As couples everywhere embark on their journey down the aisle with a micro wedding or elopement, that also means that the likelihood of having a traditional wedding party is slim. Maybe you’re testing the waters with a smaller headcount, or maybe you’re nixing the wedding party altogether! There is no wrong answer, but it can certainly raise some questions about what a wedding looks like without one.
However, the good news is that you aren’t alone – wedding pros often speak to seeing their couples incorporate friends and family into the wedding without the need for a full-fledged wedding party. So, what should you know if you choose to opt out of the tradition?
For starters – why the shift?
Simply put, the idea of a full-blown wedding party can put unnecessary pressure on you and your partner. Depending on the family and friend dynamics, there’s also extra stress on top of the inevitable wedding planning obstacles you’ll surely face.
Nora Sheils of Bridal Bliss and Rock Paper Coin elaborates, noting: “With all the chaos the last few years have brought, couples today want to simplify their wedding and stick to what is most important – their union and the celebration! That means they are reducing guest counts overall and skipping anything that can cause friction…including a large wedding party. As a result, we are seeing couples scale down to only include siblings, or skipping a wedding party altogether, and keeping it to the two of them and their officiant.”
Explaining your decision to loved ones
Now comes the tricky part: how do you approach the conversation of forgoing your wedding party with your loved ones? While everyone should understand your decision and the circumstances, your family and/or friends may still expect the same traditions from decades past to be incorporated into your big day.
Bri Marbais of The Bridal Finery explains, “We recommend the couple let loved ones know in person that they have chosen not to have a wedding party. This is the most personal way to do so. Definitely let friends and family know that celebrations will still be happening, and there will be lots that they can be involved in during the engagement.”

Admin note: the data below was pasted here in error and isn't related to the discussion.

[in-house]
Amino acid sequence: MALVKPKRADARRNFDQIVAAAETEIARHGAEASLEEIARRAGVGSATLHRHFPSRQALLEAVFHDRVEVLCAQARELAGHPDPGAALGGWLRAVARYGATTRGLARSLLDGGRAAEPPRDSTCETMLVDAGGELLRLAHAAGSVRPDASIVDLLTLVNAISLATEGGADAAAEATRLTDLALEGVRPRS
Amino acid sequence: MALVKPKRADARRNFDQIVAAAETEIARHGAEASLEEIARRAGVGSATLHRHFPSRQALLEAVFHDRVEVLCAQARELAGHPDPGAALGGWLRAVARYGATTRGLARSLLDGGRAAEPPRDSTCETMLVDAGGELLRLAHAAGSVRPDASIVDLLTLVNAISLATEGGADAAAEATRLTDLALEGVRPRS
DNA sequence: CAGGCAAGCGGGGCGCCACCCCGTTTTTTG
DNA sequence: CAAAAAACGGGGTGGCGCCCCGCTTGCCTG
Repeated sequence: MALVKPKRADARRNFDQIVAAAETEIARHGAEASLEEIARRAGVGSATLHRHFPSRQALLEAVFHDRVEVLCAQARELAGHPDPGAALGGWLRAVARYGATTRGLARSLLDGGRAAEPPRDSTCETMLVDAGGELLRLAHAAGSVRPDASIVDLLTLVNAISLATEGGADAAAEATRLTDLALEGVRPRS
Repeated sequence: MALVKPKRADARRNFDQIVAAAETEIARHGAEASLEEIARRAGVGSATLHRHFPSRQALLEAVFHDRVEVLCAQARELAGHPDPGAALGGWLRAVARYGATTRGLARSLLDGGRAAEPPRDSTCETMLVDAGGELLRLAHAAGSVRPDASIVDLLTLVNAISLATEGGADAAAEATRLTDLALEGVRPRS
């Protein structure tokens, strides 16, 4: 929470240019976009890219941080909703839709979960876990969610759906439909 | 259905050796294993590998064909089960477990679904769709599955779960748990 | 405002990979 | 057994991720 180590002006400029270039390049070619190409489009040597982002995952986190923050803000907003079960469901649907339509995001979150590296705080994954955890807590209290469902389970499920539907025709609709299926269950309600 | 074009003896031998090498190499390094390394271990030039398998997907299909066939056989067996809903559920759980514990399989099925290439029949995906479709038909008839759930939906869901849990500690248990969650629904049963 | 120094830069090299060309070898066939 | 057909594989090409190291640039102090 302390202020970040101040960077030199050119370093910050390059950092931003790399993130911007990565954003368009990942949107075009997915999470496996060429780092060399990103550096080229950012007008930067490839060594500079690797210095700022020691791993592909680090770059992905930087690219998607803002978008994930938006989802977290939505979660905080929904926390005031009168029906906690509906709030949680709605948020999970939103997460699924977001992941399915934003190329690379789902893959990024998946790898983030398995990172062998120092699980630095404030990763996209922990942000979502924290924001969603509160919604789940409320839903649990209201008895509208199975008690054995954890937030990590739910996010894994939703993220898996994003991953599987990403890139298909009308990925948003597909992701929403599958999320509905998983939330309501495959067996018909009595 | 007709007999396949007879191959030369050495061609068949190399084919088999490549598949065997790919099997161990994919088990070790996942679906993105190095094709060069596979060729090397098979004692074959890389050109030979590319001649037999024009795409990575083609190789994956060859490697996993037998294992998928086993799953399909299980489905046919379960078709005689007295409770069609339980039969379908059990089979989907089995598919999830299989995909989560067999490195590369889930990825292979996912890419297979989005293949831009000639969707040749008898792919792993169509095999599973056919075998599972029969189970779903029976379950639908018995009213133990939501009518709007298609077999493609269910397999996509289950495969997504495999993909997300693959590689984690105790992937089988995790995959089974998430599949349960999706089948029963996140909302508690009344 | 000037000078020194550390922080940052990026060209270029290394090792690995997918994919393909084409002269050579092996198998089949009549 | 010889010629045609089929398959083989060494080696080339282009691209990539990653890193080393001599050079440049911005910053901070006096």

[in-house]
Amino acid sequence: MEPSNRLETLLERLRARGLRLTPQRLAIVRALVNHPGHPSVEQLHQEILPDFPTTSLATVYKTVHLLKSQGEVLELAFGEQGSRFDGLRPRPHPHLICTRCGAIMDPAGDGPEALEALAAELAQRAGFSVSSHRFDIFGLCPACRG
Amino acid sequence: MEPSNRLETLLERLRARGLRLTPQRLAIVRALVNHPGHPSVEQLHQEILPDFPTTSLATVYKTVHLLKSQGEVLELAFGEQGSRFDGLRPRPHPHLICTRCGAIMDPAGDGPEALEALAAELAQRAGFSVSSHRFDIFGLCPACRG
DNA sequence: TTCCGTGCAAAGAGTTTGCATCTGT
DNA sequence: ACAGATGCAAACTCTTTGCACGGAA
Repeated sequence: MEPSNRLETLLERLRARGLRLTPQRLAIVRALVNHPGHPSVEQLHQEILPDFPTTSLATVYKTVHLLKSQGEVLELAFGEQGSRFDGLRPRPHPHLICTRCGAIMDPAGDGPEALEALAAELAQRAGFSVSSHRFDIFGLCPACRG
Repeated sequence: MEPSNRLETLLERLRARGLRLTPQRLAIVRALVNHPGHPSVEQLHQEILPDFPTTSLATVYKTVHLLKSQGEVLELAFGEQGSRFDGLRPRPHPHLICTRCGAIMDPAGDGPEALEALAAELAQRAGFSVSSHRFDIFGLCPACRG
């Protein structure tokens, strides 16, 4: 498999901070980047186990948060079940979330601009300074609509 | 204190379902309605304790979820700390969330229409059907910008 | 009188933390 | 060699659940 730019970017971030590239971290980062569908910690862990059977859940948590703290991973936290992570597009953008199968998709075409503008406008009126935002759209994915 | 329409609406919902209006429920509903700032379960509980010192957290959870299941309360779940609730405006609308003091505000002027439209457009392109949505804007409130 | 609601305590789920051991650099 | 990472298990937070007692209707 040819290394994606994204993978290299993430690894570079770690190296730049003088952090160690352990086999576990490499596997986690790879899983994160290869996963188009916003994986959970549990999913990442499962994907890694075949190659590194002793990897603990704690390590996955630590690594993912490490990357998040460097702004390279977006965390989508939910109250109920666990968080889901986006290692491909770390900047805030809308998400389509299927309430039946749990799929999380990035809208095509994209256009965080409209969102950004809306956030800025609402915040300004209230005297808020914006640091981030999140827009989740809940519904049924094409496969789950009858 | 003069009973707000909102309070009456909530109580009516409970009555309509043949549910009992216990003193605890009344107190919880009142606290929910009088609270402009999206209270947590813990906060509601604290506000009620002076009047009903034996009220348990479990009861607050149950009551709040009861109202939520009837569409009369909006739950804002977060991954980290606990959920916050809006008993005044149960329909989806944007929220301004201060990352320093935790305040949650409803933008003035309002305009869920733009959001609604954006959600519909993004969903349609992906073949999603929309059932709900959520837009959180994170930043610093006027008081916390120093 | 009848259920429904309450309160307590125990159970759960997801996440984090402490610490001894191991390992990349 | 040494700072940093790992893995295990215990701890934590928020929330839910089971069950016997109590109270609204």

Laura Maddox of Magnolia Celebrates adds, “Simply be true and explain your reasoning. I don’t often hear a lot of push back here. However, if you are receiving pushback, I would tell your parents or friends that this is a decision you have made together and ask them to respect it kindly without emotion tied to the conversation.”
Who handles the tasks?
Since wedding party members are historically the ones that are assigned tasks and planning responsibilities, you may be wondering what this process will look like on the other side. For example, will you be required to plan your own bach party and shower? What about day-of tasks?
Maddox says it best: “In all situations, I advise hiring a wedding planner so that no one is burdened with anything but the joy of celebrating you and your love that day! However, if you do need to assign tasks, that is absolutely still okay! Just make sure you’re asking and not telling people. Also, be sure that they have the bandwidth and capabilities to help (i.e., don’t ask the flower girl’s mom to also hold onto your bouquet during the ceremony; she’ll already have her hands full!).”
Bear in mind that your loved ones will still want to celebrate the wedding activities with you, and you don’t need a wedding party in order to request help if you really need it.
Ways that you can still incorporate family and friends (without leaving anyone out)
There may be some initial hurt feelings when you share the news that you won’t be having a wedding party, but there are plenty of ways that you can incorporate those closest to you.
Kimberly Sisti of Sisti & Co. shares, “Offer what you might consider small tasks to others. For example, don’t ask your family and friends to design your invitations with you, but do ask them to help you put them together to mail. Including others in basic jobs not only helps the guests feel included but also helps the couple. Additional help on a job can alleviate stress and offer quality time with others if the wedding has made the couple unavailable to be social.”
Sheils suggests, “I’ve seen many couples skip the wedding party but still plan some fun getting-ready with their nearest and dearest. Of course, that includes them without having an official wedding party!
Also, include your ‘honorary wedding party’ in the program or on your website so they feel special. Be sure to invite them to all the pre-wedding gatherings, including any rehearsal dinners, welcome parties, brunches, and so on.”
All of this goes to say that you shouldn’t feel like having a wedding party is a requirement for a beautiful and unforgettable day! Decide on what you’re comfortable with regarding inclusion of VIP guests and planning help, and let the rest fall into place.
Meghan Ely is the owner of wedding PR and wedding marketing firm OFD Consulting. Ely is a sought-after speaker, adjunct professor in the field of public relations, and a self-professed royal wedding enthusiast.
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